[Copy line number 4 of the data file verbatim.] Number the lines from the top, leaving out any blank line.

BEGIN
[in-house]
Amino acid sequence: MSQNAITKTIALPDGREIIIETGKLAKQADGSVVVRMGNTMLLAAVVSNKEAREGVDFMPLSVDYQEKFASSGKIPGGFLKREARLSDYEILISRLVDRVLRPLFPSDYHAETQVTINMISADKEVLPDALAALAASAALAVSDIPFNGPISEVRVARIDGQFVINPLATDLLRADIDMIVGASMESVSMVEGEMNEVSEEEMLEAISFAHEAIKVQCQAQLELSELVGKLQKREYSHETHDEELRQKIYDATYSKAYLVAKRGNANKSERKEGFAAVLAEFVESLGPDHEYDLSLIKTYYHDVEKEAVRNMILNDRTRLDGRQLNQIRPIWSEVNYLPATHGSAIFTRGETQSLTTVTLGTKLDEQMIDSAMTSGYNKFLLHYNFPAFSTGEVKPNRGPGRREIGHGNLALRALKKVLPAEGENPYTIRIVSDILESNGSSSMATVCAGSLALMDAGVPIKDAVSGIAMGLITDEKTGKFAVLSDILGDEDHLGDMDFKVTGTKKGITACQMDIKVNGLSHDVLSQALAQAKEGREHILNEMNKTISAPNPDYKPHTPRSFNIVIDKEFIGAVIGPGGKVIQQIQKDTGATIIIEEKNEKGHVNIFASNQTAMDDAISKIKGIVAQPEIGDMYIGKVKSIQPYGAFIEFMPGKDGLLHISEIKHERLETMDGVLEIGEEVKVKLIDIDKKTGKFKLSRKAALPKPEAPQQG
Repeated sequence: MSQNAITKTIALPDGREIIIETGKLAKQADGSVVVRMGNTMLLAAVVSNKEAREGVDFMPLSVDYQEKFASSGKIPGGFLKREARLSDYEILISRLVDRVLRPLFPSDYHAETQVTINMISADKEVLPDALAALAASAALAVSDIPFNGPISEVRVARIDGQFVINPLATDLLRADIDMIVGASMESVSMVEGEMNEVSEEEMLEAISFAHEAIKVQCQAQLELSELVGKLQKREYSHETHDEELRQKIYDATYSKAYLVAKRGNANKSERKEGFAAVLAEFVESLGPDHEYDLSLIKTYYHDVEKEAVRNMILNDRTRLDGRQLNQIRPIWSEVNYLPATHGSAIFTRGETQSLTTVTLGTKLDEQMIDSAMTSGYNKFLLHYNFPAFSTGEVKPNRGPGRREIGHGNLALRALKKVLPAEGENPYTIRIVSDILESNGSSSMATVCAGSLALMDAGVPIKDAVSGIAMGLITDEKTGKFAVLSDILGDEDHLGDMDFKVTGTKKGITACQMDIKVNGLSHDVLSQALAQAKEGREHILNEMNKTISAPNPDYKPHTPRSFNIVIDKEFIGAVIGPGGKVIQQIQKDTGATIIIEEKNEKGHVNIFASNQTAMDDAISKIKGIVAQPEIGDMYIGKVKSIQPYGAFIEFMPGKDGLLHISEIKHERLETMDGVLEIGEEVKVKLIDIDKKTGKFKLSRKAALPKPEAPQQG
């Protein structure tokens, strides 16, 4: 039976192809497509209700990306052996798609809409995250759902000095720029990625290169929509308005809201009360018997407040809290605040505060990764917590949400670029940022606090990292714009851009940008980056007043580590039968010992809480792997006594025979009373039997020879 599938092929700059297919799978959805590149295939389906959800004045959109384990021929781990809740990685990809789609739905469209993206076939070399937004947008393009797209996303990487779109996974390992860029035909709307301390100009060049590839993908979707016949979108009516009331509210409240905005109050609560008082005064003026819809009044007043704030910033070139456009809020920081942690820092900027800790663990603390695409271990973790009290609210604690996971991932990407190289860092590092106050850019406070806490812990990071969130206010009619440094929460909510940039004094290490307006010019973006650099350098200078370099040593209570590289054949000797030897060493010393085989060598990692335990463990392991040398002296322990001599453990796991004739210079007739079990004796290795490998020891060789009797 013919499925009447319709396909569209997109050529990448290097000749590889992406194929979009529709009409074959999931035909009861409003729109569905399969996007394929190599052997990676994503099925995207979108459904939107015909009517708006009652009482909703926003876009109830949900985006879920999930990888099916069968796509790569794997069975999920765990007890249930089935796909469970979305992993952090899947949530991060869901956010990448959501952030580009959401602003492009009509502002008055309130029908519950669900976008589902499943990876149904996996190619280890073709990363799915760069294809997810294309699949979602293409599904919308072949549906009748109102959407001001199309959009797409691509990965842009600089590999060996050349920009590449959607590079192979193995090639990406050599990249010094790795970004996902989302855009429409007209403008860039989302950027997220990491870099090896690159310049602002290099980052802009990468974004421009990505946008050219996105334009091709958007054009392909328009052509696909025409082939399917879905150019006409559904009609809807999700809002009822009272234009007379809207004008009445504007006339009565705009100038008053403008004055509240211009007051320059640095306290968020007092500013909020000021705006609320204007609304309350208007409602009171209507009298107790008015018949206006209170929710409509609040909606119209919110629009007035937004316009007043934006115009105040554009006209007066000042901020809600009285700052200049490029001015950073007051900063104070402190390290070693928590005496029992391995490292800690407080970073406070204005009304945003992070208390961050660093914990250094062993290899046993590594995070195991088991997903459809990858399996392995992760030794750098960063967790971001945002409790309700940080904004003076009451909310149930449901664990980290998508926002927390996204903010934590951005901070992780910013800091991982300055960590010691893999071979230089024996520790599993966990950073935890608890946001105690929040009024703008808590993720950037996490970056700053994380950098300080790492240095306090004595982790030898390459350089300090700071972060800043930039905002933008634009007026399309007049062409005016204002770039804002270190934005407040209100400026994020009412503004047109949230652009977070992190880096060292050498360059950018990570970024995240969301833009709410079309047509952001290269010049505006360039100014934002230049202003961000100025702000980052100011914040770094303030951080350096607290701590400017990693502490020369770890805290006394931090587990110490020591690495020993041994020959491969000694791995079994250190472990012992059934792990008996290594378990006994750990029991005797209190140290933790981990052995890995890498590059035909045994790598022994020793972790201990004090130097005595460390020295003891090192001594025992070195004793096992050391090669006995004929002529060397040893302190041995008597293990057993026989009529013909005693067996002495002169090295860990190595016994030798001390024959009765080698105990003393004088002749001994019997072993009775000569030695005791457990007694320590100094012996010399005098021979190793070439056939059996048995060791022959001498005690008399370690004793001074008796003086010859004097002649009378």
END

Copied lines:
């Protein structure tokens, strides 16, 4: 039976192809497509209700990306052996798609809409995250759902000095720029990625290169929509308005809201009360018997407040809290605040505060990764917590949400670029940022606090990292714009851009940008980056007043580590039968010992809480792997006594025979009373039997020879 599938092929700059297919799978959805590149295939389906959800004045959109384990021929781990809740990685990809789609739905469209993206076939070399937004947008393009797209996303990487779109996974390992860029035909709307301390100009060049590839993908979707016949979108009516009331509210409240905005109050609560008082005064003026819809009044007043704030910033070139456009809020920081942690820092900027800790663990603390695409271990973790009290609210604690996971991932990407190289860092590092106050850019406070806490812990990071969130206010009619440094929460909510940039004094290490307006010019973006650099350098200078370099040593209570590289054949000797030897060493010393085989060598990692335990463990392991040398002296322990001599453990796991004739210079007739079990004796290795490998020891060789009797 013919499925009447319709396909569209997109050529990448290097000749590889992406194929979009529709009409074959999931035909009861409003729109569905399969996007394929190599052997990676994503099925995207979108459904939107015909009517708006009652009482909703926003876009109830949900985006879920999930990888099916069968796509790569794997069975999920765990007890249930089935796909469970979305992993952090899947949530991060869901956010990448959501952030580009959401602003492009009509502002008055309130029908519950669900976008589902499943990876149904996996190619280890073709990363799915760069294809997810294309699949979602293409599904919308072949549906009748109102959407001001199309959009797409691509990965842009600089590999060996050349920009590449959607590079192979193995090639990406050599990249010094790795970004996902989302855009429409007209403008860039989302950027997220990491870099090896690159310049602002290099980052802009990468974004421009990505946008050219996105334009091709958007054009392909328009052509696909025409082939399917879905150019006409559904009609809807999700809002009822009272234009007379809207004008009445504007006339009565705009100038008053403008004055509240211009007051320059640095306290968020007092500013909020000021705006609320204007609304309350208007409602009171209507009298107790008015018949206006209170929710409509609040909606119209919110629009007035937004316009007043934006115009105040554009006209007066000042901020809600009285700052200049490029001015950073007051900063104070402190390290070693928590005496029992391995490292800690407080970073406070204005009304945003992070208390961050660093914990250094062993290899046993590594995070195991088991997903459809990858399996392995992760030794750098960063967790971001945002409790309700940080904004003076009451909310149930449901664990980290998508926002927390996204903010934590951005901070992780910013800091991982300055960590010691893999071979230089024996520790599993966990950073935890608890946001105690929040009024703008808590993720950037996490970056700053994380950098300080790492240095306090004595982790030898390459350089300090700071972060800043930039905002933008634009007026399309007049062409005016204002770039804002270190934005407040209100400026994020009412503004047109949230652009977070992190880096060292050498360059950018990570970024995240969301833009709410079309047509952001290269010049505006360039100014934002230049202003961000100025702000980052100011914040770094303030951080350096607290701590400017990693502490020369770890805290006394931090587990110490020591690495020993041994020959491969000694791995079994250190472990012992059934792990008996290594378990006994750990029991005797209190140290933790981990052995890995890498590059035909045994790598022994020793972790201990004090130097005595460390020295003891090192001594025992070195004793096992050391090669006995004929002529060397040893302190041995008597293990057993026989009529013909005693067996002495002169090295860990190595016994030798001390024959009765080698105990003393004088002749001994019997072993009775000569030695005791457990007694320590100094012996010399005098021979190793070439056939059996048995060791022959001498005690008399370690004793001074008796003086010859004097002649009378």